Friday, April 20, 2007

FREDERICK, Md. (AP) — FBI officials went to El Salvador to interview relatives of a woman who remains missing following the discovery of the bodies of her husband and four children in their Western Maryland home.

Deysi Benitez, 25, was last seen alive March 18 in Frederick. The bodies of her husband, Pedro Rodriguez, 28, and their four children were found March 26 at their Frederick town house. Mr. Rodriguez hanged himself, the three daughters were suffocated and the son had been bludgeoned to death.

The couple and their oldest child were legal immigrants from Sensuntepeque, 60 miles northeast of the capital of San Salvador. FBI officials visited the town April 12 to speak with Mrs. Benitez’s parents and siblings, the Frederick News-Post reported yesterday.

Sensuntepeque Mayor Jesus Edgar Bonilla Navarrete said the officials asked the relatives if they had been in contact with Mrs. Benitez. Her sister, Angela, said she has not been in contact. The FBI also examined birth certificates and official identification documents for Mrs. Benitez, Mr. Rodriguez and their oldest child.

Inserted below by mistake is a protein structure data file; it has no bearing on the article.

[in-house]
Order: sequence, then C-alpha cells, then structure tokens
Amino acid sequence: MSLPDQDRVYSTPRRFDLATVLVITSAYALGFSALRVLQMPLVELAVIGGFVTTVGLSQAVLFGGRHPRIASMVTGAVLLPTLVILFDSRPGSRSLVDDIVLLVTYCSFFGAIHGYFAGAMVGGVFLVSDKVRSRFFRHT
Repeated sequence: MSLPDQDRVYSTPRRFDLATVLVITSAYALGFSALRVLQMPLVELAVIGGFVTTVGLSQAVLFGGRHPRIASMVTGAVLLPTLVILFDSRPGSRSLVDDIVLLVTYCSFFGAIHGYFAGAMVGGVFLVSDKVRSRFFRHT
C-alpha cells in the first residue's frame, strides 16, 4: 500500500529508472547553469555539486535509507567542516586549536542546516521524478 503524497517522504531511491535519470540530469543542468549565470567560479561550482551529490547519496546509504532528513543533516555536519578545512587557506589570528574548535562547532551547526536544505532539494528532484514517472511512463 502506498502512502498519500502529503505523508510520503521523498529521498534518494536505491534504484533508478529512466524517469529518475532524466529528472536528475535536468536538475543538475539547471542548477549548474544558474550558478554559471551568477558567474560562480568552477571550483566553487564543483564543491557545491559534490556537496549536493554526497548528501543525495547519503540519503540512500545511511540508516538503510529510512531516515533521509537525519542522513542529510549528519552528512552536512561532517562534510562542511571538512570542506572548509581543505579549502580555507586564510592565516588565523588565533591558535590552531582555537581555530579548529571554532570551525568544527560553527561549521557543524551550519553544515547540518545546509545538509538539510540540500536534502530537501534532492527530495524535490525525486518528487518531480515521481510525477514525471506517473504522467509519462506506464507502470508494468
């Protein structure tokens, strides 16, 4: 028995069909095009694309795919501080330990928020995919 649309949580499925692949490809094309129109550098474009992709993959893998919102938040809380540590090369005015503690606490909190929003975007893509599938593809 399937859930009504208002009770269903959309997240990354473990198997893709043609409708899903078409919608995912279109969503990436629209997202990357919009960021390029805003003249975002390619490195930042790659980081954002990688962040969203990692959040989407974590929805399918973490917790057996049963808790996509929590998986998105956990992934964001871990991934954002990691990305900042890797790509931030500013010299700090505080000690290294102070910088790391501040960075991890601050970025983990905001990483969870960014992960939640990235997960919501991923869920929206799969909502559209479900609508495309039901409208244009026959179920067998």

The FBI is providing support to the Frederick Police Department upon request, said Lt. Tom Chase. Mrs. Benitez is on the FBI’s national list of missing persons.

There are no new announcements, Jaime Lopez Reyes, an inspector with El Salvador’s national civil police force, said this week.

The FBI visit occurred the same day the children and their father were laid to rest in a crypt in Sensuntepeque.

Mrs. Benitez’s parents, Miguel Angel Benitez and Carmen Adilia Quinteros, got up early Tuesday to hike two hours from their mountain house in Tronalagua to the mayor’s office in Sensuntepeque. Mrs. Quinteros is seeking a visa to travel to Frederick. She said she has many questions about her daughter and hopes to visit her house to find closure.

Mr. Rodriguez’s mother, Rosa Rodriguez, also said she wants to see the home in which her son and grandchildren died.

Relatives and co-workers have said Mrs. Benitez and Mr. Rodriguez struggled in the United States with language problems and financial difficulties and that their marriage was troubled. Mr. Rodriguez learned March 15 that he would lose his factory job at a door-manufacturing plant scheduled to close in July.

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